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Dec 9, 2015 - Printed in U.S.A.. Purification and Characterization of Phosphatidylcholine. Phospholipase D from Pig Lung*. (Received for publication, August ...

VOl. 269, No. 49, Issue of December 9, pp. 3120741213, 1994

THEJOURNAL OF BIOLCGICAL CHEMISTRY 0 1994 by The American Society for Biochemistry and Molecular Biology, Inc.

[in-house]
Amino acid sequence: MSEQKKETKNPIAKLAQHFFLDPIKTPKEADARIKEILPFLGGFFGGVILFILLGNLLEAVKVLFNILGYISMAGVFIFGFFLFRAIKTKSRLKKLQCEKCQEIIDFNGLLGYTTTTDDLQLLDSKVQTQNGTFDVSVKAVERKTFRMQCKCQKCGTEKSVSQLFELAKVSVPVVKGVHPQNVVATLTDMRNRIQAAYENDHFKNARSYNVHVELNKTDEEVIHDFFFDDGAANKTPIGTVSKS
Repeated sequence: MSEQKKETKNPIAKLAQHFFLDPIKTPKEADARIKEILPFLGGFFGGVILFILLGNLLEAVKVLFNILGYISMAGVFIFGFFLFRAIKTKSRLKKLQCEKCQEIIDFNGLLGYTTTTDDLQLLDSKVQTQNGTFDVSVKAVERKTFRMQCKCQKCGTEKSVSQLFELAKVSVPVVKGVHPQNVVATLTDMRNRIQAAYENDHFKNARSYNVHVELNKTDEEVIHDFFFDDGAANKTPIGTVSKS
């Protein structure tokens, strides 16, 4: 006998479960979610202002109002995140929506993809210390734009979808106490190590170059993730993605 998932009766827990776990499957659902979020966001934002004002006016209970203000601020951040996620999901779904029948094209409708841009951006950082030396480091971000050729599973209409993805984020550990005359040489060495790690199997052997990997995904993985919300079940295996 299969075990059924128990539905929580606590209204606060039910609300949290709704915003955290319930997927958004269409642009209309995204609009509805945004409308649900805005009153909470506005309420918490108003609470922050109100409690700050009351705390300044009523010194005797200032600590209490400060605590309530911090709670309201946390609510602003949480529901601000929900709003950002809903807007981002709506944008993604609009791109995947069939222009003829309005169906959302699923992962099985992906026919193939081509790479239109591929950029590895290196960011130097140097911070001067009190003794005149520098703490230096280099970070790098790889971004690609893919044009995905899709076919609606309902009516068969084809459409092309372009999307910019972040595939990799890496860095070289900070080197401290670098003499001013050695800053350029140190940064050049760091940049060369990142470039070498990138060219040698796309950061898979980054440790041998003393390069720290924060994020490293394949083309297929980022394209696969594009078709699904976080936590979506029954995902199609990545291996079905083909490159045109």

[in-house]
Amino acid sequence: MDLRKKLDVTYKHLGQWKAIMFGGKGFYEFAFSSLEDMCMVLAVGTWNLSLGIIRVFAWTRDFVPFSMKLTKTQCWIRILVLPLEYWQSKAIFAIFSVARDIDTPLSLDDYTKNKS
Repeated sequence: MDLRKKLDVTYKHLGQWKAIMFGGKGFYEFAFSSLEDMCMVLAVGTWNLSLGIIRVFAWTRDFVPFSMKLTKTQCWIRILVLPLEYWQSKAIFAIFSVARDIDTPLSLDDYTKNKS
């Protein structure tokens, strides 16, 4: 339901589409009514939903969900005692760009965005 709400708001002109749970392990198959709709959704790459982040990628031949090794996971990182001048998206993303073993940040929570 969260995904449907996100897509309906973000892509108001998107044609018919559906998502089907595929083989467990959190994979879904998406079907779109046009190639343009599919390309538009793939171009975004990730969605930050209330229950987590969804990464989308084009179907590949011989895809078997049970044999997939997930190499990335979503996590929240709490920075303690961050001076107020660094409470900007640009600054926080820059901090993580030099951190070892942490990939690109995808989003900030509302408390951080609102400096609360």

Printed in U.S.A.

Purification and Characterizationof Phosphatidylcholine Phospholipase D from Pig Lung* (Received for publication, August 16, 1994)

Shin-ichi Okamura and Satoshi YamashitaS From the Department of Biochemistry, Gunma University School of Medicine, Maebashi 371, Japan